17.Numakawa T, Yagasaki Y, Ishimoto Tet al. Evidence of novel neuronal functions of dysbindin, a susceptibility gene for schizophrenia. Hum Mol Genet 2004;13:26992708.
18.Kishimoto M, Ujike H, Motohashi Yet al. The dysbindin gene (DTNBP1) is associated with methamphetamine psychosis. Biol Psychiatry 2008;63:191196.
19.Abekawa T, Ito K, Nakagawa S, Nakato Y, Koyama T. Olanzapine and risperidone block a high dose of methamphetamine-induced schizophrenia-like behavioral abnormalities and accompanied apoptosis in the medial prefrontal cortex. Schizophr Res 2008;101:8494.
20.Ito K, Abekawa T, Koyama T. Relationship between development of cross-sensitization to MK-801 and delayed increases in glutamate levels in the nucleus accumbens induced by a high dose of methamphetamine. Psychopharmacology (Berl) 2006;187:293302.
21.Paxinos G, Franklin KBJ. The mouse brain in stereotaxic coordinates. San Diego: Academic Press, 2001.
22.Abekawa T, Ito K, Koyama T. Role of the simultaneous enhancement of NMDA and dopamine D1 receptor-mediated neurotransmission in the effects of clozapine on phencyclidine-induced acute increases in glutamate levels in the rat medial prefrontal cortex. Naunyn Schmiedebergs Arch Pharmacol 2006;374:177193.
23.Chefer VI, Shippenberg TS. Paradoxical effects of prodynorphin gene deletion on basal and cocaine-evoked dopaminergic neurotransmission in the nucleus accumbens. Eur J Neurosci 2006;23:229238.
24.Feng YQ, Zhou ZY, He Xet al. Dysbindin deficiency in sandy mice causes reduction of snapin and displays behaviors related to schizophrenia. Schizophr Res 2008;106:218228.
25.Hikita T, Taya S, Fujino Yet al. Proteomic analysis reveals novel binding partners of dysbindin, a schizophrenia-related protein. J Neurochem 2009;110:15671574.
26.Legendre P. The glycinergic inhibitory synapse. Cell Mol Life Sci 2001;58:760793.
27.Perry KW, Falcone JF, Fell MJet al. Neurochemical and behavioral profiling of the selective GlyT1 inhibitors ALX5407 and LY2365109 indicate a preferential action in caudal vs. cortical brain areas. Neuropharmacology 2008;55:743754.
28.Labrie V, Clapcote SJ, Roder JC. Mutant mice with reduced NMDA-NR1 glycine affinity or lack of d-amino acid oxidase function exhibit altered anxiety-like behaviors. Pharmacol Biochem Behav 2009;91:610620.
29.Shimazaki T, Kaku A, Chaki S. d-Serine and a glycine transporter-1 inhibitor enhance social memory in rats. Psychopharmacology (Berl) 2010;209:263270.
30.Gaspar PA, Bustamante ML, Silva H, Aboitiz F. Molecular mechanisms underling glutamatergic dysfunction in schizophrenia: therapeutic implications. J Neurochem 2009;111:891900.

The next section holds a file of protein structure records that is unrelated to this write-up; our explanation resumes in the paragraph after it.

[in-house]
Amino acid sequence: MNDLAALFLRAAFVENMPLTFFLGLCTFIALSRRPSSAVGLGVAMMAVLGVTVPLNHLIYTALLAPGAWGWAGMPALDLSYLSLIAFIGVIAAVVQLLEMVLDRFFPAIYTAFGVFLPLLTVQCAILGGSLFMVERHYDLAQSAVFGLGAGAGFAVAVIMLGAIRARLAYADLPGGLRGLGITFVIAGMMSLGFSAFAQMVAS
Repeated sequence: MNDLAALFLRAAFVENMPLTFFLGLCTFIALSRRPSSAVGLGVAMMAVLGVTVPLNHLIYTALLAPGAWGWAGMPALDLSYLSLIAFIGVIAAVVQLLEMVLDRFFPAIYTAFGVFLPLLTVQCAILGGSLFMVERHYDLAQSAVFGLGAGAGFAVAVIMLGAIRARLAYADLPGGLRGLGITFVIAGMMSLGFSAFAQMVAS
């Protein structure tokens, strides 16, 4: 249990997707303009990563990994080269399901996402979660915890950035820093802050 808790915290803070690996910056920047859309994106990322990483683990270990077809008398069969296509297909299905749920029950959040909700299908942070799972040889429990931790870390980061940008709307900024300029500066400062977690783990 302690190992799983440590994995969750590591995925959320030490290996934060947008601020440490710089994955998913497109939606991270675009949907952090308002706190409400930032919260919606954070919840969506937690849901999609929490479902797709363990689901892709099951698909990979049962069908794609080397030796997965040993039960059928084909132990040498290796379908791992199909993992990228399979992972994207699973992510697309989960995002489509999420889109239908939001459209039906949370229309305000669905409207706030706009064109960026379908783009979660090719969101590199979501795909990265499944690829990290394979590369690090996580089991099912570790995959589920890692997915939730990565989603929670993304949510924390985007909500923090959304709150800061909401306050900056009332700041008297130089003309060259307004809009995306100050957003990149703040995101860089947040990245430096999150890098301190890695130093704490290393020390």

31.Abekawa T, Ohmori T, Koyama T. Effects of repeated administration of a high dose of methamphetamine on dopamine and glutamate release in rat striatum and nucleus accumbens. Brain Res 1994;643:276281.
32.Karlsgodt KH, Robleto K, Trantham-Davidson Het al. Reduced dysbindin expression mediates N-methyl-d-aspartate receptor hypofunction and impaired working memory performance. Biol Psychiatry 2011;69:2834.
33.Dyck B, Guest K, Sookram C, Basu D, Johnson R, Mishra RK. PAOPA, a potent analogue of Pro–Leu–glycinamide and allosteric modulator of the dopamine D2 receptor, prevents NMDA receptor antagonist (MK-801)-induced deficits in social interaction in the rat: implications for the treatment of negative symptoms in schizophrenia. Schizophr Res 2011;125:8892.
34.Karlsson RM, Tanaka K, Saksida LM, Bussey TJ, Heilig M, Holmes A. Assessment of glutamate transporter GLAST (EAAT1)-deficient mice for phenotypes relevant to the negative and executive/cognitive symptoms of schizophrenia. Neuropsychopharmacology 2009;34:15781589.
35.Nestler EJ, Hyman SE, Malenka RC, eds. Molecular neuropharmacology: a foundation for clinical neuroscience. New York: McGraw Hill, 2001.
Recommend this journal

Email your librarian or administrator to recommend adding this journal to your organisation's collection.

Acta Neuropsychiatrica
  • ISSN: 0924-2708
  • EISSN: 1601-5215
  • URL: /core/journals/acta-neuropsychiatrica
Please enter your name
Please enter a valid email address
Who would you like to send this to? *



Altmetric attention score

Full text views

Total number of HTML views: 1
Total number of PDF views: 12 *
Loading metrics...

Abstract views

Total abstract views: 230 *
Loading metrics...

* Views captured on Cambridge Core between September 2016 - 21st February 2018. This data will be updated every 24 hours.